* Etisalat's dollar, euro issue expected next week
* Could raise $2-3 billion, bankers believe
* Set to achieve tightest-ever pricing on a deal in the
* Spreads in double-digit range above mid-swaps seen
* Reflects Gulf's economic strength, rise as mainstream
By Archana Narayanan and David French
DUBAI, June 5 An impending bond issue by Abu
Dhabi-based telecommunications firm Etisalat may not
only be the region's largest deal so far this year, but also set
a record for tight pricing as the Gulf becomes more of a
mainstream investment destination.
Etisalat's debut bond will replace some of the debt used to
fund its 4.2 billion euro ($5.7 billion) purchase of a majority
stake in Morocco's Maroc Telecom from France's Vivendi
Investor roadshows are due to finish on June 10 and banking
sources told Reuters earlier this week that the firm could then
issue a four-tranche deal, consisting of five- and 10-year bonds
denominated in U.S. dollars and seven- and 12-year bonds
denominated in euros.
The size has not been fixed but some bankers speculate that
it will be between $2 billion and $3 billion - a level that
would be easily absorbed by massive investor demand. The largest
deal from the Gulf so far in 2014 was Saudi Electricity Co's
$2.5 billion, two-part sukuk in April.
"This is the type of credit that bondholders love to hold -
highly rated, established track record with scope for further
growth, excellent cash flow visibility and decent transparency,"
said Chavan Bhogaita, executive director at National Bank of Abu
Dhabi. The bank is a passive bookrunner on the trade.
"Add the benefits of government ownership and rarity value,
and you have a deal that's firmly on the radar screens of
Beyond the factors specific to Etisalat, major trends are
working in favour of the issue. Political turmoil in other
emerging markets, such as Ukraine and Thailand, has left
investors searching for attractive alternatives.
Meanwhile, the Gulf's strong economic performance during the
global instability of the past few years is helping to establish
it for the first time as a mainstream investment destination for
global funds - a trend underlined on the equities side last
month by index compiler MSCI's upgrade of the United Arab
Emirates and Qatar to emerging market status.
Five-year Abu Dhabi credit default swaps, which insure its
sovereign debt against non-payment, traded at 43.35 basis points
on June 3, through the previous low of 45 bps seen in May 2008,
Thomson Reuters data showed. The CDS have tightened 41 percent
in the last 12 months.
At the same time, debt issuance by companies in the Gulf has
decreased in recent months as strong economies have made it easy
for firms to reduce leverage and borrow from banks.
So high demand is fighting against low supply, pushing
credit spreads down. This could mean Etisalat, one of the most
highly rated telecommunications firms in the world with ratings
of Aa3/AA-/A+ from the main agencies, prices portions of its
bond at under 100 basis points above mid-swaps - a first for any
debt issue from the Gulf, including sovereign issues.
The European Central Bank's decision to cut its deposit rate
below zero on Thursday, in order to weaken the euro and
discourage investors from hoarding cash, is also conducive for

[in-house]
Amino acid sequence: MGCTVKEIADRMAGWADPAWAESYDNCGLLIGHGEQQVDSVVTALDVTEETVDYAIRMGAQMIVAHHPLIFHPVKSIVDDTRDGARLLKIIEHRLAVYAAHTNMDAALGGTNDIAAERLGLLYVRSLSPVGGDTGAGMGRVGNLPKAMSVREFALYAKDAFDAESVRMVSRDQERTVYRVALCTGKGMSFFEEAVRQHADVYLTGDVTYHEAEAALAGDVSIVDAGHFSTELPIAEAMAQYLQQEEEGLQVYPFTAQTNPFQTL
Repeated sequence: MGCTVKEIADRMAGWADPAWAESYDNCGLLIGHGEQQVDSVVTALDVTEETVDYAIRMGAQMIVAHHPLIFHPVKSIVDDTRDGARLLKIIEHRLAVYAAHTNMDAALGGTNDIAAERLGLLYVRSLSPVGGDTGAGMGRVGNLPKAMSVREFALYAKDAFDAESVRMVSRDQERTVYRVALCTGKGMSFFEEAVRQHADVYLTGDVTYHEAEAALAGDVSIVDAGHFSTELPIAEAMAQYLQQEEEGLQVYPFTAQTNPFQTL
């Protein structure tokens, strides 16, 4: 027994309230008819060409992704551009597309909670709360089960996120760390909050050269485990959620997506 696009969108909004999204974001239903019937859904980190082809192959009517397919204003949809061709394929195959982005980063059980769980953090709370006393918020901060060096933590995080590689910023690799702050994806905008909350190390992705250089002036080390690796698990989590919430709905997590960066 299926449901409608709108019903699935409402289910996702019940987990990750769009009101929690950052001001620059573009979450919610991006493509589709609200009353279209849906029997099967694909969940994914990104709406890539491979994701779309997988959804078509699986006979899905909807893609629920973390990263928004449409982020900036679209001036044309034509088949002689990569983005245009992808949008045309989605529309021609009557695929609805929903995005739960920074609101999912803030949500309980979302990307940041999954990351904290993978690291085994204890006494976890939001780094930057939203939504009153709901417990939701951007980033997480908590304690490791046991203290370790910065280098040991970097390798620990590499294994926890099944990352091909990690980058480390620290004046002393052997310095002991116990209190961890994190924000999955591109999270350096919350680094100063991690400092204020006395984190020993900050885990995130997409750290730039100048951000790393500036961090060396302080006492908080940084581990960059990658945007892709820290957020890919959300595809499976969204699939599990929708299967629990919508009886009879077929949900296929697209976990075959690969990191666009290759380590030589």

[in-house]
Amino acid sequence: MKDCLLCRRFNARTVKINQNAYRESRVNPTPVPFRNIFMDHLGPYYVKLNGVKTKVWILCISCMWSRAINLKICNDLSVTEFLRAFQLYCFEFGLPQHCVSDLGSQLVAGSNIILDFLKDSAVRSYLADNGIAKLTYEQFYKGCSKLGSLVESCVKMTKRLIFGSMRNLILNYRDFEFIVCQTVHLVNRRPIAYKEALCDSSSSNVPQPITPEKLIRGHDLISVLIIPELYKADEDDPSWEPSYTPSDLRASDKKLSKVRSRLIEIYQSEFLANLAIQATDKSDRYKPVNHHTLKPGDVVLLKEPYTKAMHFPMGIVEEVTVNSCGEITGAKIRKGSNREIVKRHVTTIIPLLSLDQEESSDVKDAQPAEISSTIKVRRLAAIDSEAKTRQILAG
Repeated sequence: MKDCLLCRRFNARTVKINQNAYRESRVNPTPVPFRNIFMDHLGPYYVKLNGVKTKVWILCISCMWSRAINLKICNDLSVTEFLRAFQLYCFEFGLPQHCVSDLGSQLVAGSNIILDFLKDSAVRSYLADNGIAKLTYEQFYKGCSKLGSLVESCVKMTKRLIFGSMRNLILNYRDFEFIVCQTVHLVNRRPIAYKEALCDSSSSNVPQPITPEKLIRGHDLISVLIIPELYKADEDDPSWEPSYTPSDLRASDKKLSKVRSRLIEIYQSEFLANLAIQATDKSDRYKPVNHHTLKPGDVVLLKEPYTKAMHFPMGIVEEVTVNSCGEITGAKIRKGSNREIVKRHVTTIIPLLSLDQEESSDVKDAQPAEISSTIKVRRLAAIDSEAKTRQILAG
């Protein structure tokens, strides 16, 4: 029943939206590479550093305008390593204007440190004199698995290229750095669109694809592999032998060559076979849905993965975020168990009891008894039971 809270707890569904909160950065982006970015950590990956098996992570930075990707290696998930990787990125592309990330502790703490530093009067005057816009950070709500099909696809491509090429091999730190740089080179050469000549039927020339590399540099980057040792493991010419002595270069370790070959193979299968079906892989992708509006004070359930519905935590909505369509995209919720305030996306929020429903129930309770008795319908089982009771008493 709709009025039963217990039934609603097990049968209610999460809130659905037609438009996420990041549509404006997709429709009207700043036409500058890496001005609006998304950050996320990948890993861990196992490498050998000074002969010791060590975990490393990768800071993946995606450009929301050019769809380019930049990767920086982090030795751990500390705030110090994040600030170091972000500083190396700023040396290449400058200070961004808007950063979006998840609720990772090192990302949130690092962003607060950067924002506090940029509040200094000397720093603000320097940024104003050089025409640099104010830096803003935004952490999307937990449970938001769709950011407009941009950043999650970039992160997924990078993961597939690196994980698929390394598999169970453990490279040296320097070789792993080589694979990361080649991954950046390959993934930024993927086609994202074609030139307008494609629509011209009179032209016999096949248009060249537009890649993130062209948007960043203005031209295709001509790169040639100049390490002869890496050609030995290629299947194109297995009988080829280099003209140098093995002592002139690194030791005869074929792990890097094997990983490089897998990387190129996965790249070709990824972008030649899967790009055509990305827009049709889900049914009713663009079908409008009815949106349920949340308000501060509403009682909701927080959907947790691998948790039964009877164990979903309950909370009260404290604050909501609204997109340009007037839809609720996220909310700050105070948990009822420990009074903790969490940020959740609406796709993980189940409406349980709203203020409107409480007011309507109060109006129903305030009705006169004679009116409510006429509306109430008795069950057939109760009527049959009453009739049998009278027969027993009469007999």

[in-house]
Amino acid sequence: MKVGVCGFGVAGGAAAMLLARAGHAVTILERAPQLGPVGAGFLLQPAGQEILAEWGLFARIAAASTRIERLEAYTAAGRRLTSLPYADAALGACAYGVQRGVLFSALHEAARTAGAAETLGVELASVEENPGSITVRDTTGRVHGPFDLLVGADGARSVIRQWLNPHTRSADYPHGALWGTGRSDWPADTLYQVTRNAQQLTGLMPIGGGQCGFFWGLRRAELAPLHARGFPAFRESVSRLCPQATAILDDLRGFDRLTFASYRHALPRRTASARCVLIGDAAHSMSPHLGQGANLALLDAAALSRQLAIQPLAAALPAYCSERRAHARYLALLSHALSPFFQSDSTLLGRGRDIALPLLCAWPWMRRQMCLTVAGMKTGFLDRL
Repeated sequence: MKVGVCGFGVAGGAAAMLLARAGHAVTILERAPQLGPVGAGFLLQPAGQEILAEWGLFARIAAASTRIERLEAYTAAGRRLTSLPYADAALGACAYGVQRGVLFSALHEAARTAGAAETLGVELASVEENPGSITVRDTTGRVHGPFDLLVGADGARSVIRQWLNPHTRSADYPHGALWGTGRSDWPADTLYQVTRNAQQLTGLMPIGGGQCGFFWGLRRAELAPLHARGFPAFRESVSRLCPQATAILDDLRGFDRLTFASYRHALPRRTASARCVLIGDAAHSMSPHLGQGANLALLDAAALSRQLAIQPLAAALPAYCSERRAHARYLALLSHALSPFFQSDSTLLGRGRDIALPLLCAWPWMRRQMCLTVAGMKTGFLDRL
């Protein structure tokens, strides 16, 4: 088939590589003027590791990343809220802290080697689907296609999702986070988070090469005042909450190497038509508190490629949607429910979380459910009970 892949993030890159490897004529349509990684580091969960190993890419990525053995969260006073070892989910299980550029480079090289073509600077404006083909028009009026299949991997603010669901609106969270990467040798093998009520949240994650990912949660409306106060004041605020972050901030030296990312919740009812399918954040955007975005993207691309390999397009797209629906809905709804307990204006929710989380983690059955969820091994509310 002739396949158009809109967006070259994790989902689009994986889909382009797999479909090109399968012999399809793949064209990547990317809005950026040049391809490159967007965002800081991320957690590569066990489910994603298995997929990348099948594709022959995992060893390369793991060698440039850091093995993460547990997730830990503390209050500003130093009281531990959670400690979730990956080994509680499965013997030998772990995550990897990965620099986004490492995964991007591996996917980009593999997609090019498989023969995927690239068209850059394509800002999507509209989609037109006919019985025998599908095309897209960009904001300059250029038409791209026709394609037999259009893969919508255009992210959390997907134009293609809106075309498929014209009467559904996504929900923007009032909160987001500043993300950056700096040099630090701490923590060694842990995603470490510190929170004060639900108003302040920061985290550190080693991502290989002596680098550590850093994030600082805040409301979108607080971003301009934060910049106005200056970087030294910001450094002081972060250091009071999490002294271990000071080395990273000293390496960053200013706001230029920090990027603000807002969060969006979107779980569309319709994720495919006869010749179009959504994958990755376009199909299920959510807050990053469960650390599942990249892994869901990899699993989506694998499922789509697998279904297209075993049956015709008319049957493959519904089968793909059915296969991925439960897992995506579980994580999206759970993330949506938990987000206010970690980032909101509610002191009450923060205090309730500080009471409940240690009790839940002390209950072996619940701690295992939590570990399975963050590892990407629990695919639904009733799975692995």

the Etisalat bond.
"Negative deposit rates in Europe will push investors to
snap up a credit like Etisalat. Traders can leave the currency
unhedged without a worry and make strong bucks from this buy," a
senior banker with a foreign institution said.
The bullish mood in the Gulf's bond market can be seen in
Abu Dhabi state fund Mubadala Development Co, which
issued a $750 million, eight-year bond in April at a spread of
120 bps over seven-year U.S. Treasuries. The bond was trading at
74 bps over its Z-spread on Tuesday.
This points to Etisalat pricing at a spread in the double
digits above mid-swaps even for the longer tenures. Such a
result would surpass the 115 bps over midswaps achieved by the
Qatar sovereign with its five-year sukuk in July 2012, and the
10-year trade from Abu Dhabi National Energy Co in
April this year at the same figure.
"I would expect the Etisalat issue to be very well bid and
to price in line or even tighter than some of the highly rated
Abu Dhabi government-related entities, most likely coming in
around the 2.25-2.5 percent range for a five-year issue, and
around 3.5-3.75 percent for a 10-year issue," said Yaser
Abushaban, executive director of asset management at Emirates
Such yields would be roughly equivalent to spreads of 70 and
100 bps above current mid-swaps. One possible comparison for
Etisalat, Qatari telecommunications firm Ooredoo, has
a 2019 bond trading at 84 bps over Z-spread.
Despite the optimistic mood in the region, the "Gulf
premium" - a premium over developed markets which issuers must
pay, attributed to the region's geopolitical tensions and its
relatively primitive markets - has not entirely disappeared.
Etisalat's status as a debut issuer will also weigh on pricing a
So the company is expected to pay more to raise money than
some lower-rated telecommunications firms from outside the
region which could serve as benchmarks.
U.S. operator AT&T, rated A3 by Moody's, had a 2019
maturity spotted at 54 bps over Z-spread on Wednesday. Mexico's
America Movil had an October 2019 maturity at 74 bps
over Z-spread on Tuesday, while France's Orange had a
1.25 billion euro bond, due January 2021, at 66 bps over on
Lead managers for the Etisalat issue are Deutsche Bank
, Goldman Sachs, HSBC and RBS.
(Editing by Andrew Torchia)